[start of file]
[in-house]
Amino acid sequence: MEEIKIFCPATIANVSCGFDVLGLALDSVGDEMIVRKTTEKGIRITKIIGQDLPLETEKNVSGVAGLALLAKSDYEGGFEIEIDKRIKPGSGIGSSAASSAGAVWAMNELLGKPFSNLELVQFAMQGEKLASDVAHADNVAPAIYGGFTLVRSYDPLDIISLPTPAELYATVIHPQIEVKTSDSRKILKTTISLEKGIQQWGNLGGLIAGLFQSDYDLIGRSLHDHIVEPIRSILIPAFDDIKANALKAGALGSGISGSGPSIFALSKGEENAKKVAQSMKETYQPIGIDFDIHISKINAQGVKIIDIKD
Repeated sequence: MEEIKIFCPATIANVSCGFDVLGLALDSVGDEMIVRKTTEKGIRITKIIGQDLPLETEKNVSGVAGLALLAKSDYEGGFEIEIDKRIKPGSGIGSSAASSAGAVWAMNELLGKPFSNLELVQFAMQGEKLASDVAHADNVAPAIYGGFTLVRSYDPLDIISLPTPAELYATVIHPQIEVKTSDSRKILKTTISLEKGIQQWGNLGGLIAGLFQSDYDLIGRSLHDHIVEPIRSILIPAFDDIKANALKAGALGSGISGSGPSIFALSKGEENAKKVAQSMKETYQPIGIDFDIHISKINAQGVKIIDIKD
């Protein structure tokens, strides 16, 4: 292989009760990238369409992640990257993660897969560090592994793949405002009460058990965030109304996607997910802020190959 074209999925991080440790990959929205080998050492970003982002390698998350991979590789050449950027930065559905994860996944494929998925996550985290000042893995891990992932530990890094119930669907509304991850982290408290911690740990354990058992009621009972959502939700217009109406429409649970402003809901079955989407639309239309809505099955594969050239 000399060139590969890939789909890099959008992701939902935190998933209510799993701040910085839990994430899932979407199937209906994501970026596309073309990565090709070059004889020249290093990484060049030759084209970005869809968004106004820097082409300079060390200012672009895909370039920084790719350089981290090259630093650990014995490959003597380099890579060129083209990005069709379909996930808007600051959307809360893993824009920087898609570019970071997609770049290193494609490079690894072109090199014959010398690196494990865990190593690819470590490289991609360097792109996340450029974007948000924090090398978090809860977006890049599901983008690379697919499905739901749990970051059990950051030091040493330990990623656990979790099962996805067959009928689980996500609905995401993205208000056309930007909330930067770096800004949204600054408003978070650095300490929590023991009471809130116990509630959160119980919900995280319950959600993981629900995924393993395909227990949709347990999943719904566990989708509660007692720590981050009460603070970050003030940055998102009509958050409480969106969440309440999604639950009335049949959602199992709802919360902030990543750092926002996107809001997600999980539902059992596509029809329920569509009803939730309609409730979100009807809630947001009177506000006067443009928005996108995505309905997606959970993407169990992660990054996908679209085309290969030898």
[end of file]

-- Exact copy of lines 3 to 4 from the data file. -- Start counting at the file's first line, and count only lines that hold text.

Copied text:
Repeated sequence: MEEIKIFCPATIANVSCGFDVLGLALDSVGDEMIVRKTTEKGIRITKIIGQDLPLETEKNVSGVAGLALLAKSDYEGGFEIEIDKRIKPGSGIGSSAASSAGAVWAMNELLGKPFSNLELVQFAMQGEKLASDVAHADNVAPAIYGGFTLVRSYDPLDIISLPTPAELYATVIHPQIEVKTSDSRKILKTTISLEKGIQQWGNLGGLIAGLFQSDYDLIGRSLHDHIVEPIRSILIPAFDDIKANALKAGALGSGISGSGPSIFALSKGEENAKKVAQSMKETYQPIGIDFDIHISKINAQGVKIIDIKD
């Protein structure tokens, strides 16, 4: 292989009760990238369409992640990257993660897969560090592994793949405002009460058990965030109304996607997910802020190959 074209999925991080440790990959929205080998050492970003982002390698998350991979590789050449950027930065559905994860996944494929998925996550985290000042893995891990992932530990890094119930669907509304991850982290408290911690740990354990058992009621009972959502939700217009109406429409649970402003809901079955989407639309239309809505099955594969050239 000399060139590969890939789909890099959008992701939902935190998933209510799993701040910085839990994430899932979407199937209906994501970026596309073309990565090709070059004889020249290093990484060049030759084209970005869809968004106004820097082409300079060390200012672009895909370039920084790719350089981290090259630093650990014995490959003597380099890579060129083209990005069709379909996930808007600051959307809360893993824009920087898609570019970071997609770049290193494609490079690894072109090199014959010398690196494990865990190593690819470590490289991609360097792109996340450029974007948000924090090398978090809860977006890049599901983008690379697919499905739901749990970051059990950051030091040493330990990623656990979790099962996805067959009928689980996500609905995401993205208000056309930007909330930067770096800004949204600054408003978070650095300490929590023991009471809130116990509630959160119980919900995280319950959600993981629900995924393993395909227990949709347990999943719904566990989708509660007692720590981050009460603070970050003030940055998102009509958050409480969106969440309440999604639950009335049949959602199992709802919360902030990543750092926002996107809001997600999980539902059992596509029809329920569509009803939730309609409730979100009807809630947001009177506000006067443009928005996108995505309905997606959970993407169990992660990054996908679209085309290969030898």